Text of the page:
FAR COUNTRY: STORIES FROM ABROAD AND OTHER PLACES, essays
by Timothy Kenny
Bottom Dog Press, 144 pages
reviewed by Beth Johnston
In the preface to Timothy Kenny’s new essay collection, Far Country: Stories from Abroad and Other Places, Kenny links his stories to the new journalism of the 1960s, the work of “Tom Wolfe, Gay Talese, and Joan Didion.” Yet although Kenny positions himself as Didion, personal and revealing, he more often echoes New Yorker journalist John McPhee. His essays hold back, shield the author’s character, and confess little. The best of them capitalize on Kenny’s strengths: carefully observed detail, compelling stories, and flair for sentence. But only a few of them require Kenny to risk baring himself and his responses to distant places.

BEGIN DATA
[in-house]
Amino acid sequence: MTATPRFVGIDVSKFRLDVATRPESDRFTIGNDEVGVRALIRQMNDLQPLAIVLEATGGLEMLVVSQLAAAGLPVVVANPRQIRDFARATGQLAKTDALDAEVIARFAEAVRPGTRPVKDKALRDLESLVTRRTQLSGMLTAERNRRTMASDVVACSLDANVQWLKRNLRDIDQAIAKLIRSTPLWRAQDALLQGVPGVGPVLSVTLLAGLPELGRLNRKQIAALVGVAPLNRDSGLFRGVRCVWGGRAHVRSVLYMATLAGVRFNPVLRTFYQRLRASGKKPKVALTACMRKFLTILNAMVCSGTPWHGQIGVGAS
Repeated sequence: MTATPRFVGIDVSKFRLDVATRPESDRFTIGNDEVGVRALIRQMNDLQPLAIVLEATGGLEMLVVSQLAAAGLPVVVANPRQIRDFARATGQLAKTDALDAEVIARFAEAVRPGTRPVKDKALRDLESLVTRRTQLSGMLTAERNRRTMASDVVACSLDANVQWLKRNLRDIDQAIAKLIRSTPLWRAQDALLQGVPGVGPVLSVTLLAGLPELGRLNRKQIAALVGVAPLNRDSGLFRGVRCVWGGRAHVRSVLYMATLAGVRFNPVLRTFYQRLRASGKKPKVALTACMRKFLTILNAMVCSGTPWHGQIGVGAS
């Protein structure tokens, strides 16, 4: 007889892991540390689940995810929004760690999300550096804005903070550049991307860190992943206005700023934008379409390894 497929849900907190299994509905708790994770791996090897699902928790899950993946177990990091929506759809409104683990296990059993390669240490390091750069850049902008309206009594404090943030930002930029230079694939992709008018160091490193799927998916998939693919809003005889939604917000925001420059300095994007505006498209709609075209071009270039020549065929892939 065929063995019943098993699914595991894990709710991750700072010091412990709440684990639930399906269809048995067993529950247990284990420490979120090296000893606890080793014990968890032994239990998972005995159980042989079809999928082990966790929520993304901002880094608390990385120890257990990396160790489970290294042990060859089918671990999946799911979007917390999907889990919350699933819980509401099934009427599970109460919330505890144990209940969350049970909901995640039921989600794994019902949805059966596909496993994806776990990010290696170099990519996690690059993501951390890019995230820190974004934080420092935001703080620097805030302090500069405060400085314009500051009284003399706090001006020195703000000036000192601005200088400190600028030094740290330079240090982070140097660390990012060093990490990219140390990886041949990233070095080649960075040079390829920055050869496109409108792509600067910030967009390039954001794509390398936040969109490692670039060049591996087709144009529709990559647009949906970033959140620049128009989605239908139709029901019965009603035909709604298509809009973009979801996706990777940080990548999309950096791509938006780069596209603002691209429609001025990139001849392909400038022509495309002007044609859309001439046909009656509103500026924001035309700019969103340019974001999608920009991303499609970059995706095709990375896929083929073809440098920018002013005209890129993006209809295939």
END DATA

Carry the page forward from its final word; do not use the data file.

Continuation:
Kenny is a former USA Today journalist and a journalism professor who has worked abroad since 1989. He’s seen a lot: Belfast during the Troubles, Berlin right before the wall fell, Sarajevo during the siege, and Kabul as Afghanistan is rebuilt. He’s interviewed Vaclav Havel in Prague and fought off feral dogs in Kosovo. His character feels like the movie version of a Western journalist abroadhe’s Mel Gibson in The Year of Living Dangerously or Stephen Dillane in Welcome to Sarajevo. Kenny himself might resist the comparison, since, he notes, he “was neither a war correspondent nor a traditional foreign-based journalist . . . [but] a reporter fortunate enough to travel overseas frequently.” Still, Kenny is true to journalistic type: he’s jaded enough not to be shocked by what he sees, pragmatic enough to resist heroism, and reluctant to indulge in unbridled idealism.